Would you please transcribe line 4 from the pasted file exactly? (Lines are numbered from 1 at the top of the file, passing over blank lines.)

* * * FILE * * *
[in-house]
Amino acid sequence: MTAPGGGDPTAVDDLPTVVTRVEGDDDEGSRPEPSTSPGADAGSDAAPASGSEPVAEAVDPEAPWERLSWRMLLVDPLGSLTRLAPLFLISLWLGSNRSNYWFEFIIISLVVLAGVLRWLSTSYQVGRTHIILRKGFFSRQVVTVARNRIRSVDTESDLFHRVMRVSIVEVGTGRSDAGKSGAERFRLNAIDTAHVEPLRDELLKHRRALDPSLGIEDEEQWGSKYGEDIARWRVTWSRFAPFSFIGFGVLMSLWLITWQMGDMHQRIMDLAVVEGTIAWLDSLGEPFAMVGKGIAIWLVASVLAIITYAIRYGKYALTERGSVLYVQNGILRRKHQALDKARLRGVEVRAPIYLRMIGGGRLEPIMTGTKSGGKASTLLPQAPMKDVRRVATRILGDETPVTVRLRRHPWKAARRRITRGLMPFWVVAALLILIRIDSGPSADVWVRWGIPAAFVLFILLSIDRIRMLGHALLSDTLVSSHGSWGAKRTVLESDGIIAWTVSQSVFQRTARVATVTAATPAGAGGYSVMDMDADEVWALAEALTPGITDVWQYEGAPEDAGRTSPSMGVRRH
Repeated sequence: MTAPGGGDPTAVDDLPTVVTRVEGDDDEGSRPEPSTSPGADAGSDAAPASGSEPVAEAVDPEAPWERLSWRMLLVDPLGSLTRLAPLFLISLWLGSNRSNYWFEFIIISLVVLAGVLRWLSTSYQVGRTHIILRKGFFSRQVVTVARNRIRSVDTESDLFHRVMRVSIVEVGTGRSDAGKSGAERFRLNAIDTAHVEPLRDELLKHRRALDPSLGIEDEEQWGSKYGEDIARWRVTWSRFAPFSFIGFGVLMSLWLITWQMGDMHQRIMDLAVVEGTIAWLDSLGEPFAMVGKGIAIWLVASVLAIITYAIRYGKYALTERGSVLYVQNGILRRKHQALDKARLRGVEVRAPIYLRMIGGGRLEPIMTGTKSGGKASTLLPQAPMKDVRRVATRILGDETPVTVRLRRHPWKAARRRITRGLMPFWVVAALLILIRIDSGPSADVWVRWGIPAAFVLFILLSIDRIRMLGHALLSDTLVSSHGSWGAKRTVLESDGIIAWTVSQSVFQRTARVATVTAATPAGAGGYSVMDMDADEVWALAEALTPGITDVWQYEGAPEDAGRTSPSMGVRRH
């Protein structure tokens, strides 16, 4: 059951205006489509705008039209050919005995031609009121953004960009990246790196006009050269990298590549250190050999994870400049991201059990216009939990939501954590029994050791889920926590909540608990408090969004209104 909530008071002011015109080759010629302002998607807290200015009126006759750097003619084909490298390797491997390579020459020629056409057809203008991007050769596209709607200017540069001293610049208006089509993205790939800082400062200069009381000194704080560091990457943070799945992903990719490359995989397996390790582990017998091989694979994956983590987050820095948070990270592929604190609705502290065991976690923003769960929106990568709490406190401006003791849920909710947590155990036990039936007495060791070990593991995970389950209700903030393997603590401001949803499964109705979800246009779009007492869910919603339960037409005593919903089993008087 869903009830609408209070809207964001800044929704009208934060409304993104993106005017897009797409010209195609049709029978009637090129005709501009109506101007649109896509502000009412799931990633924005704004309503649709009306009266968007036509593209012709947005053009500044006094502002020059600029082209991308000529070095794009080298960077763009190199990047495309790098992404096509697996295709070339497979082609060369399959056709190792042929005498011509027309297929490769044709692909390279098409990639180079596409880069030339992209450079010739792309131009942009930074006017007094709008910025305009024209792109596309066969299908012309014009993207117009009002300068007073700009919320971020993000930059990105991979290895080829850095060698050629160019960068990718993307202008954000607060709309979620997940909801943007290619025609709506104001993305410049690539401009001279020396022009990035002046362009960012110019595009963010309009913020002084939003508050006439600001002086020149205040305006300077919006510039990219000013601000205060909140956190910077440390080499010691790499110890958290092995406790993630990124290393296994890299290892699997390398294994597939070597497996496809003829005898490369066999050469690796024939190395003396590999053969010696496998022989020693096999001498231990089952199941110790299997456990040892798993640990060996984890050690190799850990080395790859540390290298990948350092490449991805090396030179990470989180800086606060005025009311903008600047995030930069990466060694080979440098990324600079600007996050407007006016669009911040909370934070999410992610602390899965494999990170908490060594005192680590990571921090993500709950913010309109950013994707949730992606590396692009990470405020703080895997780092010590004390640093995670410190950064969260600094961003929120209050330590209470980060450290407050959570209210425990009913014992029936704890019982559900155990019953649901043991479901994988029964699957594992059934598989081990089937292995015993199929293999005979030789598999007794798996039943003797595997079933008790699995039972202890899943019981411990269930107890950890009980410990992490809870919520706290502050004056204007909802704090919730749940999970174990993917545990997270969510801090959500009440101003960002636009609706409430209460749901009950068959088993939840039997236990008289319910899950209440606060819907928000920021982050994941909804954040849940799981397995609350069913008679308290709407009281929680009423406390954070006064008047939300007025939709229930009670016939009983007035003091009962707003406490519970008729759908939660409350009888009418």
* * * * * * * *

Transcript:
């Protein structure tokens, strides 16, 4: 059951205006489509705008039209050919005995031609009121953004960009990246790196006009050269990298590549250190050999994870400049991201059990216009939990939501954590029994050791889920926590909540608990408090969004209104 909530008071002011015109080759010629302002998607807290200015009126006759750097003619084909490298390797491997390579020459020629056409057809203008991007050769596209709607200017540069001293610049208006089509993205790939800082400062200069009381000194704080560091990457943070799945992903990719490359995989397996390790582990017998091989694979994956983590987050820095948070990270592929604190609705502290065991976690923003769960929106990568709490406190401006003791849920909710947590155990036990039936007495060791070990593991995970389950209700903030393997603590401001949803499964109705979800246009779009007492869910919603339960037409005593919903089993008087 869903009830609408209070809207964001800044929704009208934060409304993104993106005017897009797409010209195609049709029978009637090129005709501009109506101007649109896509502000009412799931990633924005704004309503649709009306009266968007036509593209012709947005053009500044006094502002020059600029082209991308000529070095794009080298960077763009190199990047495309790098992404096509697996295709070339497979082609060369399959056709190792042929005498011509027309297929490769044709692909390279098409990639180079596409880069030339992209450079010739792309131009942009930074006017007094709008910025305009024209792109596309066969299908012309014009993207117009009002300068007073700009919320971020993000930059990105991979290895080829850095060698050629160019960068990718993307202008954000607060709309979620997940909801943007290619025609709506104001993305410049690539401009001279020396022009990035002046362009960012110019595009963010309009913020002084939003508050006439600001002086020149205040305006300077919006510039990219000013601000205060909140956190910077440390080499010691790499110890958290092995406790993630990124290393296994890299290892699997390398294994597939070597497996496809003829005898490369066999050469690796024939190395003396590999053969010696496998022989020693096999001498231990089952199941110790299997456990040892798993640990060996984890050690190799850990080395790859540390290298990948350092490449991805090396030179990470989180800086606060005025009311903008600047995030930069990466060694080979440098990324600079600007996050407007006016669009911040909370934070999410992610602390899965494999990170908490060594005192680590990571921090993500709950913010309109950013994707949730992606590396692009990470405020703080895997780092010590004390640093995670410190950064969260600094961003929120209050330590209470980060450290407050959570209210425990009913014992029936704890019982559900155990019953649901043991479901994988029964699957594992059934598989081990089937292995015993199929293999005979030789598999007794798996039943003797595997079933008790699995039972202890899943019981411990269930107890950890009980410990992490809870919520706290502050004056204007909802704090919730749940999970174990993917545990997270969510801090959500009440101003960002636009609706409430209460749901009950068959088993939840039997236990008289319910899950209440606060819907928000920021982050994941909804954040849940799981397995609350069913008679308290709407009281929680009423406390954070006064008047939300007025939709229930009670016939009983007035003091009962707003406490519970008729759908939660409350009888009418």